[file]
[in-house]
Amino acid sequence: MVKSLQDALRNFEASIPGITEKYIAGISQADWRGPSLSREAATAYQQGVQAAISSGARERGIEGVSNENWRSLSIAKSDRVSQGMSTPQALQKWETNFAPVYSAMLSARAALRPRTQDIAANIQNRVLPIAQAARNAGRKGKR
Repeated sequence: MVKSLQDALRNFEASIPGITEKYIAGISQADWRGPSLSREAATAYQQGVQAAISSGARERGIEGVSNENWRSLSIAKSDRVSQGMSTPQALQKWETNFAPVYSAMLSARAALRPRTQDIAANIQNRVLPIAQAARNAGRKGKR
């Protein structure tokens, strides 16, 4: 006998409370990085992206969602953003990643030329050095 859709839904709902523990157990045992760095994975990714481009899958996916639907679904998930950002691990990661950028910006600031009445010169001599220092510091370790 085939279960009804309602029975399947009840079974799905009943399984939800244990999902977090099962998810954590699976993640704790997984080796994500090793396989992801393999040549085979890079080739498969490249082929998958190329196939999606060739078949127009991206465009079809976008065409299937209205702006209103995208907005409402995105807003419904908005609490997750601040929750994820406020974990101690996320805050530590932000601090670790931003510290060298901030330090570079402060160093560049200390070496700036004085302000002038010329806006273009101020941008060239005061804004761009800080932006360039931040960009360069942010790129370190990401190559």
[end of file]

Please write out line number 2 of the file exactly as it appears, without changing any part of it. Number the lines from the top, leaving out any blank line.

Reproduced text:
Amino acid sequence: MVKSLQDALRNFEASIPGITEKYIAGISQADWRGPSLSREAATAYQQGVQAAISSGARERGIEGVSNENWRSLSIAKSDRVSQGMSTPQALQKWETNFAPVYSAMLSARAALRPRTQDIAANIQNRVLPIAQAARNAGRKGKR